Marine Engineering might not seem like a typical field that girls would go into, but this never stopped Clarie Teo. Here’s her story:
I was the top O Levels scorer of my cohort in CHIJ St. Theresa’s Convent, and at that age I had already known that I wanted to take a path that’s out of the ordinary. I asked myself how I would like to make my mark on this tiny island and that’s when I decided to pursue maritime engineering at Singapore Maritime Academy (SMA), here at SP. Thankfully, my parents have always given me the freedom to make my own choices, and that’s how I got to where I am today.
During my course of study in SMA, I learned everything about ships from scratch and the knowledge and skills I acquired were essential to my job as a marine engineer on board one of the Navy’s Frigate. The thing that I like about engineering is that the principles and fundamentals never change, all we need to know is how to apply them. And what I really love
about SP is the opportunities made available to students to branch out to non-academic areas and learn other skill sets. The highlight of my poly days was definitely the many overseas trips, seven in total, that I went on.
So I bet that you must be curious about what it’s like for a girl to be in a male-dominated industry, such as the Maritime sector? Personally, I have always believed in doing what you love, in order to love what you do. This motto of mine has enabled me to excel at the many things that I love doing, which include being on board ships. In fact, being in a male dominated environment has never scared me because as long as I maintain professionalism at my job, I’ll be able to earn the respect of my colleagues, which I have.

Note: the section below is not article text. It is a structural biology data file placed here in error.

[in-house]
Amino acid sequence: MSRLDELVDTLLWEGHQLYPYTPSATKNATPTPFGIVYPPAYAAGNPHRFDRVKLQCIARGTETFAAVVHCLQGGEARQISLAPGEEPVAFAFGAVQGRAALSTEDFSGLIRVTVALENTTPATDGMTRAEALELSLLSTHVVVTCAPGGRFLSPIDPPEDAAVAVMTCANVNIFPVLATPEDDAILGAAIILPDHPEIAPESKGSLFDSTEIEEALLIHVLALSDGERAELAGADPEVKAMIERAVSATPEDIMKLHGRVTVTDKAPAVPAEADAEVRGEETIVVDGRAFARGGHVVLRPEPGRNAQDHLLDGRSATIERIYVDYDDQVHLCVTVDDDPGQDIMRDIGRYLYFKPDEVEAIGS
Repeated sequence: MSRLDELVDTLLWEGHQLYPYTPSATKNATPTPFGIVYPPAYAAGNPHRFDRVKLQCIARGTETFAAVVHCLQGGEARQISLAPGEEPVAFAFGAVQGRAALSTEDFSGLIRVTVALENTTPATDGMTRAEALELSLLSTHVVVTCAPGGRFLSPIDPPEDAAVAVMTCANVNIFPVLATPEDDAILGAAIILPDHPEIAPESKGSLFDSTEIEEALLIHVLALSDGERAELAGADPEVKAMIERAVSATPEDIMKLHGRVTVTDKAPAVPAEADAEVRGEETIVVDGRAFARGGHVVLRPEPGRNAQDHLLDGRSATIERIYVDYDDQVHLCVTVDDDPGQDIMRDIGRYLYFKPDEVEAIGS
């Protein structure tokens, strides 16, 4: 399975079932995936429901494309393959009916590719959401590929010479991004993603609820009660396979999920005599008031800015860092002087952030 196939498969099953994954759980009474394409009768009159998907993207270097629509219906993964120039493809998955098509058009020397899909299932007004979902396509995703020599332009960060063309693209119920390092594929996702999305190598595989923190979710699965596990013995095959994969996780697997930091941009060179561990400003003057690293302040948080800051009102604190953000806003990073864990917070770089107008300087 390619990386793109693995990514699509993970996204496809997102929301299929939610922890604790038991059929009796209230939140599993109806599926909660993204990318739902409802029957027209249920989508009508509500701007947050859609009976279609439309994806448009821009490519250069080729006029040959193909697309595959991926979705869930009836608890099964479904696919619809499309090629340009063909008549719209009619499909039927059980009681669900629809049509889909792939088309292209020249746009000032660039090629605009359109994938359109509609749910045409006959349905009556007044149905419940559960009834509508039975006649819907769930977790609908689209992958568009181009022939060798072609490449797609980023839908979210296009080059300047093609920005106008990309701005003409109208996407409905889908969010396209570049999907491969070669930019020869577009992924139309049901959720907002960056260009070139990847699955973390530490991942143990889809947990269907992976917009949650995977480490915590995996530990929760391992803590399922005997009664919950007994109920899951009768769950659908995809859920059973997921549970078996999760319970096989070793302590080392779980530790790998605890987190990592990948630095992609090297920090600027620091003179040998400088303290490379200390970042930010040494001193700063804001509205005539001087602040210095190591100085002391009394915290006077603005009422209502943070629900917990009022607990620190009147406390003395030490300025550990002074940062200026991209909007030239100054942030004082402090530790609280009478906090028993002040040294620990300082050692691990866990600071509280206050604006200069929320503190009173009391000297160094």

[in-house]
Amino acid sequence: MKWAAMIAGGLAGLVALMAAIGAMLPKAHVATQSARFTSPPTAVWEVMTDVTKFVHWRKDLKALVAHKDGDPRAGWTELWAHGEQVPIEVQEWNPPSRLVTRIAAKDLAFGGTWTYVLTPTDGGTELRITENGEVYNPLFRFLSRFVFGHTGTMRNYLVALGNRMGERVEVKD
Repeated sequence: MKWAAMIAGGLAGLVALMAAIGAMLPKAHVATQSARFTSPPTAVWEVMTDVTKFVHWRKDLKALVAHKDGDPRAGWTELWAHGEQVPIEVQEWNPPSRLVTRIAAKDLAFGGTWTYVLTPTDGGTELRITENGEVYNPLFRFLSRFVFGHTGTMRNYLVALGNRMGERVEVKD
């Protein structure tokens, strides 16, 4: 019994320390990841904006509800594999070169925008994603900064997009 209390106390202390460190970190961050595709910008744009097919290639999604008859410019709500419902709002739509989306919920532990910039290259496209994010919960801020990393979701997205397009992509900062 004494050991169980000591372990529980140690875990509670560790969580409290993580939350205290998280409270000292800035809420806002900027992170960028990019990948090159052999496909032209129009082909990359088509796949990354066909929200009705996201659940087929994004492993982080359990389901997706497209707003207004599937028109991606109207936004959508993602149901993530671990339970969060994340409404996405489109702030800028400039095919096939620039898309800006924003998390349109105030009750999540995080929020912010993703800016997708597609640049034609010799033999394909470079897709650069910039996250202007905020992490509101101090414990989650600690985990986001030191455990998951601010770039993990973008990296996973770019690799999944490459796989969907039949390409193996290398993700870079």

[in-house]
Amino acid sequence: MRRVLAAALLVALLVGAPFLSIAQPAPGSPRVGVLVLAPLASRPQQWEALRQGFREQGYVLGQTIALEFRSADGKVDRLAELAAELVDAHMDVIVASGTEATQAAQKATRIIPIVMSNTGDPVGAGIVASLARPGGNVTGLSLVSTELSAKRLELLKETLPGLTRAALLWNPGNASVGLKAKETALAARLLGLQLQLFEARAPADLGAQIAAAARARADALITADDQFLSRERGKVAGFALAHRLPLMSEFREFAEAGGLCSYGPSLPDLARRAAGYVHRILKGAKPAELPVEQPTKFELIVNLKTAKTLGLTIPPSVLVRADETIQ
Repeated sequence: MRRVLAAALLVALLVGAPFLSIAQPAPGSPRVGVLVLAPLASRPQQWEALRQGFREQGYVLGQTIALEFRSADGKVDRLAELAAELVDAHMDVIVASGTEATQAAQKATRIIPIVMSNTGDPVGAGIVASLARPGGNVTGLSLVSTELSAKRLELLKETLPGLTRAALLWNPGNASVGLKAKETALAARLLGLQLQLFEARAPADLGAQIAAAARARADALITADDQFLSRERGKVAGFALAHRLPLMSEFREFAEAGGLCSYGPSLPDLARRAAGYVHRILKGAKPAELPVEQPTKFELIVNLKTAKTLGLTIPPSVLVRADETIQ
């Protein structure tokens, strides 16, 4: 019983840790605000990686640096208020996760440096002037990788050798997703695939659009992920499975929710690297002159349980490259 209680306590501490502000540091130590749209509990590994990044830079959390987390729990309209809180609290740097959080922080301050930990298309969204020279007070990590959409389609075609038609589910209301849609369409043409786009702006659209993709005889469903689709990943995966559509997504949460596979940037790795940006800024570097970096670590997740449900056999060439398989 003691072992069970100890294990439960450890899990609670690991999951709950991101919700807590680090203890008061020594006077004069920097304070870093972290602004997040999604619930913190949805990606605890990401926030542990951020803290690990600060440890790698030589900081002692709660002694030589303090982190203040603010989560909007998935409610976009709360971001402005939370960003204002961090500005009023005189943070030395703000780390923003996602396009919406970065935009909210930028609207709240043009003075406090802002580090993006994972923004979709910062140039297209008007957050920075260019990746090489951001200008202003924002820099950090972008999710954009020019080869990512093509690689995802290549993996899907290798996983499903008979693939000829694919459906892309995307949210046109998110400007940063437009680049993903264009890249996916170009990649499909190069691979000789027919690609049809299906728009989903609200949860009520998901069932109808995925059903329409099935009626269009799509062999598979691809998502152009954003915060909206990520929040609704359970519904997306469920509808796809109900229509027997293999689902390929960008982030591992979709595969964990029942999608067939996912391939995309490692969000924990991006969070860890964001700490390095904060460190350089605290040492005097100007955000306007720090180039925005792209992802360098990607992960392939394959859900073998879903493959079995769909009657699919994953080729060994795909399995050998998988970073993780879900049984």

My time in the Navy taught me more than what it takes to defend our seas. While working aboard ships, I grew in confidence and learnt to be independent. I loved all aspects of my job as a Military Expert Scholar, but after four years I decided that it was time for me to further my studies and gain more expertise in the area of engineering. And so, I applied for the MaritimeOne scholarship.
I’ll soon be studying mechanical engineering at NUS under the MaritimeOne scholarship — an opportunity that was hard-won and for which I’ll be always grateful. In five years’ time, I see myself stepping back into the maritime industry, which is where I always wanted to be.